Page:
The final reflective journal is an excellent topic on concluding this course on the changing landscape of higher education. The chapter reading provided by Dr. Flowers was an intriguing one looking at new dynamics being created by increased diversity in higher education. The first key learning point was the increase of White students at historically Black colleges and Universities (HBCUs). In this course, especially in reading of changes of engaging people of color, usually that constituency is in the minority, but it is reversed at HBCUs. If we look at the design of HBCUs that were designed specifically for African American students, we can see some of the obvious academic, social, and cultural integration struggles White students would have, which I find really amazing, as this is the opposite at traditional colleges and universities! In looking at the topic of college choice for White students choosing HBCUs, we see convenience, cost, and availability of a desired academic program as some of the top reasons. College choice for a White student enrolling at a HBCU is not much different than choosing to attend any college or university. Challenges of engagement are very similar to what was learned for commuter and part-time students: there’s less time to be involved due to family and employment obligations. I could see how a White student would lack a connection with an HBCU. Given the design of HBCUs for African American students, this would be an uncomfortable fit for White students. What we’ve learned in Diversity in Higher education is that this situation, although uncomfortable for White students, will change their world view, as they will begin to understand African American students more, as well as develop the ability to work with different ethnicities.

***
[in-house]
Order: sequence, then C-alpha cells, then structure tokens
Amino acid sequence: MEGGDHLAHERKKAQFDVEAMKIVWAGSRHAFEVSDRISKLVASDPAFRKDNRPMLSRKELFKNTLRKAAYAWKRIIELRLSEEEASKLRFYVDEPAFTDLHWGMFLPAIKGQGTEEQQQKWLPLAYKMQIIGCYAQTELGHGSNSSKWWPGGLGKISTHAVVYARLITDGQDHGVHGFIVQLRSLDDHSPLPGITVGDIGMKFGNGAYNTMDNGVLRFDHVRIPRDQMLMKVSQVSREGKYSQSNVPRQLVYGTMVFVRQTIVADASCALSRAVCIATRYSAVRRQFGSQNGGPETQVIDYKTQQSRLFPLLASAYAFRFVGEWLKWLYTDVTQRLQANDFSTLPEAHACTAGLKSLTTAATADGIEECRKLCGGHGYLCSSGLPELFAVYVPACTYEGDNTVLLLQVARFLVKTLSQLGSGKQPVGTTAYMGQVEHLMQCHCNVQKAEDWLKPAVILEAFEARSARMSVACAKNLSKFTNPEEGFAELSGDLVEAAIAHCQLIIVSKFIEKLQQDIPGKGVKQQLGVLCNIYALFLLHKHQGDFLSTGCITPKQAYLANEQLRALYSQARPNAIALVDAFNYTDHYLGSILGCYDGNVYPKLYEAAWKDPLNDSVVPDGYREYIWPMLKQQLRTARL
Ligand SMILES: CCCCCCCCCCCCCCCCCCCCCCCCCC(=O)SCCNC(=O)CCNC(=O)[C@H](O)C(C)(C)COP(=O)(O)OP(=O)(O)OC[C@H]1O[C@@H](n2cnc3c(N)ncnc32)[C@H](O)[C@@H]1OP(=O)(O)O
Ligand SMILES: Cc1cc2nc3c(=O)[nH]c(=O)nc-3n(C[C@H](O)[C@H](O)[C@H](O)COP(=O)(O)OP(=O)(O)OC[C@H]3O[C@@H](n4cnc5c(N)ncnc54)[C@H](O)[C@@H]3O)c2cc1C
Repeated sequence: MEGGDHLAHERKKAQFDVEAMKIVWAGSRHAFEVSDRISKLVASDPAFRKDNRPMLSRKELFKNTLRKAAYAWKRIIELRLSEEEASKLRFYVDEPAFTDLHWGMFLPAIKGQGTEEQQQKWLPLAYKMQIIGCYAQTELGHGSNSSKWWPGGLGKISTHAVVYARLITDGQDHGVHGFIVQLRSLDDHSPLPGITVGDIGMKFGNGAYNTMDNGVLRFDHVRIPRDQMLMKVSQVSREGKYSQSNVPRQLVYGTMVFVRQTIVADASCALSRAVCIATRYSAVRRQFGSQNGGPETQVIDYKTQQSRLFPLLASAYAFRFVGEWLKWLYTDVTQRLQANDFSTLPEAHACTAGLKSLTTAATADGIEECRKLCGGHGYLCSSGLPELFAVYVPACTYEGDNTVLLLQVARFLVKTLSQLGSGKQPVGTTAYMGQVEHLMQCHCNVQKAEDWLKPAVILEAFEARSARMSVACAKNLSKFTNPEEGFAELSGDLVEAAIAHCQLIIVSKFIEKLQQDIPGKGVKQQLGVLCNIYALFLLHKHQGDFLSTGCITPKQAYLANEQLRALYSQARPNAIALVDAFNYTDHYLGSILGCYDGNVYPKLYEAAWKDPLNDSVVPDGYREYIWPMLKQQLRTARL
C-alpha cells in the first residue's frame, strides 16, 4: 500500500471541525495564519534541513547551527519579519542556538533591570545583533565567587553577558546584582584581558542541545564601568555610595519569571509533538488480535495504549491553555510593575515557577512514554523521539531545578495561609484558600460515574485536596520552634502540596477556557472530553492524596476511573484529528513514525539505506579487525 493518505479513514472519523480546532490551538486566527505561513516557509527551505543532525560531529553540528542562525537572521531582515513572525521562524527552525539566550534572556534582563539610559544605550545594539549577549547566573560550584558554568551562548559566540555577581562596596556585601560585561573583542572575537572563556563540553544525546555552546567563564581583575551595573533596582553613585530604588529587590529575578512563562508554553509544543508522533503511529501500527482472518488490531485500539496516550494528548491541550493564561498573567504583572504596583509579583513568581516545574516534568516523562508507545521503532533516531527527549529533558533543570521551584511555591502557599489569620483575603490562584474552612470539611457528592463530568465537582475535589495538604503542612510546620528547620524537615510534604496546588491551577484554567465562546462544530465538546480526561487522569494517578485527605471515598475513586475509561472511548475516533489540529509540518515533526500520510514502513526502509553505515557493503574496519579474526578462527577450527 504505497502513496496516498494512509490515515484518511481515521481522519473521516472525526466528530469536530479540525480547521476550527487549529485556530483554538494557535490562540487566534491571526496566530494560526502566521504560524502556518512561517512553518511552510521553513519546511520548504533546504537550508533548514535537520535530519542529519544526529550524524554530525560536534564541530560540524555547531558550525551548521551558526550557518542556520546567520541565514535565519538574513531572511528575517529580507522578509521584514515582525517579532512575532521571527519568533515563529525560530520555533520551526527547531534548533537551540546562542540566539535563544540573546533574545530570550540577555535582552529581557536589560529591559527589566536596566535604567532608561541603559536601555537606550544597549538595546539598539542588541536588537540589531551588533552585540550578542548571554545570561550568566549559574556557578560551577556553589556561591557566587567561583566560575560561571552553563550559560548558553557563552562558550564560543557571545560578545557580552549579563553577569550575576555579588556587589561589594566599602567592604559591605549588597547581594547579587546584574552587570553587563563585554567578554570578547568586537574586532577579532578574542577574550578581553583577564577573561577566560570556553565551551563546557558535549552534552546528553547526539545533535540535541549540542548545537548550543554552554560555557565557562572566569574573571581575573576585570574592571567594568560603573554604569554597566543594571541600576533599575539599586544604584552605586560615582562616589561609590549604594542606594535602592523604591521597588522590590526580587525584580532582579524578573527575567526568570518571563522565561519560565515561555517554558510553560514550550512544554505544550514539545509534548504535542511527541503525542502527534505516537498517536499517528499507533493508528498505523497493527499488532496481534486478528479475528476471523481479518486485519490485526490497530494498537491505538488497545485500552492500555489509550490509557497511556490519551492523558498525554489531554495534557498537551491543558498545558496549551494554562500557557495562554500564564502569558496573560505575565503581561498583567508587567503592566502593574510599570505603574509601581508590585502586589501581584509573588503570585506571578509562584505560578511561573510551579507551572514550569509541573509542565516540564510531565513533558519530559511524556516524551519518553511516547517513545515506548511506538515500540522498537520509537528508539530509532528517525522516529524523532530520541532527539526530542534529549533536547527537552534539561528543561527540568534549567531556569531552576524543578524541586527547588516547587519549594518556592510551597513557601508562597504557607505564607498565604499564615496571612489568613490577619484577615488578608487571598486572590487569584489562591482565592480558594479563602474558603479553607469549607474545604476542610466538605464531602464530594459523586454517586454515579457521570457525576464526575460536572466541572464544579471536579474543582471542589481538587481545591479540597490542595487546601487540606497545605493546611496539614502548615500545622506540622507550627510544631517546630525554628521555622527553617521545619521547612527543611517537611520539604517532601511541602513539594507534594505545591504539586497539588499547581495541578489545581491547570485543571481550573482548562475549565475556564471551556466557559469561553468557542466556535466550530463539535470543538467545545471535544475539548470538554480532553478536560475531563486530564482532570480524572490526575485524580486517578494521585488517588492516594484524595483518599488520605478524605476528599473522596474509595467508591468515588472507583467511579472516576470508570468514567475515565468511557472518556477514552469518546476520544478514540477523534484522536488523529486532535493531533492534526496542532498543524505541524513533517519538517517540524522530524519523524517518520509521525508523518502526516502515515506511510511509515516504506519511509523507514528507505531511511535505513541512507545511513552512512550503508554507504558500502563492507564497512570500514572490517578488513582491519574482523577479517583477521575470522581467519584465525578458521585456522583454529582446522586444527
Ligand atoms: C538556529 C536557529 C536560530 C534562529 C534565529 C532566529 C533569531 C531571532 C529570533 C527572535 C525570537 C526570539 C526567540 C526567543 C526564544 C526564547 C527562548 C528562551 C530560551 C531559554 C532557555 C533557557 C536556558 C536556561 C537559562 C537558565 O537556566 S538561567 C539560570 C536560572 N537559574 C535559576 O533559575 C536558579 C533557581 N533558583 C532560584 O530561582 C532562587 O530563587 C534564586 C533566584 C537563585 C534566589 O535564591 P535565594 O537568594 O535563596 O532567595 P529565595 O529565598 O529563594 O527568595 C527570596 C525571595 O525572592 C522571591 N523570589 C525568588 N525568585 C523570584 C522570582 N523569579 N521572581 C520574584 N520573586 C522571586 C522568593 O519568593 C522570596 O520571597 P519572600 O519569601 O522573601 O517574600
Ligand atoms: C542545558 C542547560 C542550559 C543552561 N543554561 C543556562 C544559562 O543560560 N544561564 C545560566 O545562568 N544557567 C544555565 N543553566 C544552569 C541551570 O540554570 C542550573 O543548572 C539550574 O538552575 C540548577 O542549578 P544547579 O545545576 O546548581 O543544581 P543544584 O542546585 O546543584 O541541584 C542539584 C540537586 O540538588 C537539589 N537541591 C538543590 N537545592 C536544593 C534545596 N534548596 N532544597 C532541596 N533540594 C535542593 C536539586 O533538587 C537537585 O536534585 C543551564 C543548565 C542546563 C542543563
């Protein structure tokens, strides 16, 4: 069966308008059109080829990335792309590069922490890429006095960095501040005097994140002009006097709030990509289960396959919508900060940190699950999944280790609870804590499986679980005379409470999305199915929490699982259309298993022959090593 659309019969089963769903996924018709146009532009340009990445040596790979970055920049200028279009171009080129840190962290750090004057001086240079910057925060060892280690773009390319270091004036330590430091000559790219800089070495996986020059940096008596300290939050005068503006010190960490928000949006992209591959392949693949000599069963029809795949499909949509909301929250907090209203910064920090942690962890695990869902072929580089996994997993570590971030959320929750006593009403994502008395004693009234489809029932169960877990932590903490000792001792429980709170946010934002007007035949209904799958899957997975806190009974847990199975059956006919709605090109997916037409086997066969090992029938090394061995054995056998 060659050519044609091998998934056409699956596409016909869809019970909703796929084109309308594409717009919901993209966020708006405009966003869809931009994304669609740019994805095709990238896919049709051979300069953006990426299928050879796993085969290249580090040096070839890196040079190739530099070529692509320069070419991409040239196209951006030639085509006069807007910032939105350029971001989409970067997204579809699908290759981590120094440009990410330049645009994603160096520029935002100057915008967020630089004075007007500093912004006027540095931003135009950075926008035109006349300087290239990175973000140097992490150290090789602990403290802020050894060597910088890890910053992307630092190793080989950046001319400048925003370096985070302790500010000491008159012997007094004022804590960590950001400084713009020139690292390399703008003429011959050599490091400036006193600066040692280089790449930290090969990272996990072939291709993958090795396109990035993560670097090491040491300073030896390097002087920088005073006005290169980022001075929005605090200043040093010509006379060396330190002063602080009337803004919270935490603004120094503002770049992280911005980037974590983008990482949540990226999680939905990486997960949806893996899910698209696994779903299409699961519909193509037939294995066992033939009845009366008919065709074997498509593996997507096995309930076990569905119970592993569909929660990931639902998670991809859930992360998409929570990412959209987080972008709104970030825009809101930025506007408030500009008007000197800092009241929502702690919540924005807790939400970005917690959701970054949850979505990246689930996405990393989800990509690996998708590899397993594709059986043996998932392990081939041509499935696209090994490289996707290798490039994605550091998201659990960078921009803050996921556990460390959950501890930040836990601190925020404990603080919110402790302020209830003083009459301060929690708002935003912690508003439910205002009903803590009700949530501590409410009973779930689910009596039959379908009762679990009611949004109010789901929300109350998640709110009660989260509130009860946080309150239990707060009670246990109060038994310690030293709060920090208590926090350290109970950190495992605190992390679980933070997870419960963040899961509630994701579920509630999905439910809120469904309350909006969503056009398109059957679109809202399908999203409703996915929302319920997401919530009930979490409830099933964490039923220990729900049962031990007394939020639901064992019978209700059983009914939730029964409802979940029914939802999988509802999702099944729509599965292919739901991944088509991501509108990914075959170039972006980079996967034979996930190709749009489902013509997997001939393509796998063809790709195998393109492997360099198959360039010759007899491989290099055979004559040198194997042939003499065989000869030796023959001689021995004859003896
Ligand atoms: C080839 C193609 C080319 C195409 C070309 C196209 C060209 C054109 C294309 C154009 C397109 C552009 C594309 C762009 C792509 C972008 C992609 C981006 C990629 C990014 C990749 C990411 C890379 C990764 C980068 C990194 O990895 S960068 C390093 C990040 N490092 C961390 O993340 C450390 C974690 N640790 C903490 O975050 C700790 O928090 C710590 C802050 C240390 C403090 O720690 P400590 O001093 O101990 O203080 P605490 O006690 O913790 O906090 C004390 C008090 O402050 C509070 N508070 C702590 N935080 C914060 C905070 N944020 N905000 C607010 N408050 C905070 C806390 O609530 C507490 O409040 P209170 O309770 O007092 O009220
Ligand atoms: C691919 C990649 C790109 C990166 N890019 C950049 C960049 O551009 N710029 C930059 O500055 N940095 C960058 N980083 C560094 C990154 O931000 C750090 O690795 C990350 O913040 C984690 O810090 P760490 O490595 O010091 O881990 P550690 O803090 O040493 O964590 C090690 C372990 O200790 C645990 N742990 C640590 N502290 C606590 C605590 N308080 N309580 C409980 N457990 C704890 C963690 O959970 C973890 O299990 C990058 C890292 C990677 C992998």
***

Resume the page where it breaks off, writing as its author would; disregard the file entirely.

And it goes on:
Another key learning point is student engagement of Latino/a students. What I find interesting is the ideology of putting the family before the individual may inhibit engagement. Given that I am an ethnic minority (born in Canada but family from India), I can appreciate this ideology. There are parental pressures to come home and do chores, and although there was support in pursuing higher education, questions arose when I was going to be late so I could participate in campus events. This does “stretch” a student in different directions and puts added pressure on them. Being a first-generation student can also create a barrier to student engagement. My first paper in the MSHE program was on first-generation students, so I had the opportunity to research many articles on these challenges, including lack of support at home and being in an unfamiliar social setting. I believe it is critical for Latino students to seek peer support upon arriving to campus. This could come in the form of joining a club on Latin culture. The research, as per this chapter, indicates that ethnic organizations support minority students negotiate adverse campus climates. It could also could be enrolling in a Latino studies course in their first semester. One of my other professors, Dr. Chavez, mentioned that a high percentage of enrollment for Chicano studies courses were students of Latino/a background who were wanting to learn more about their culture. What a great way to meet peers through interactions and study groups!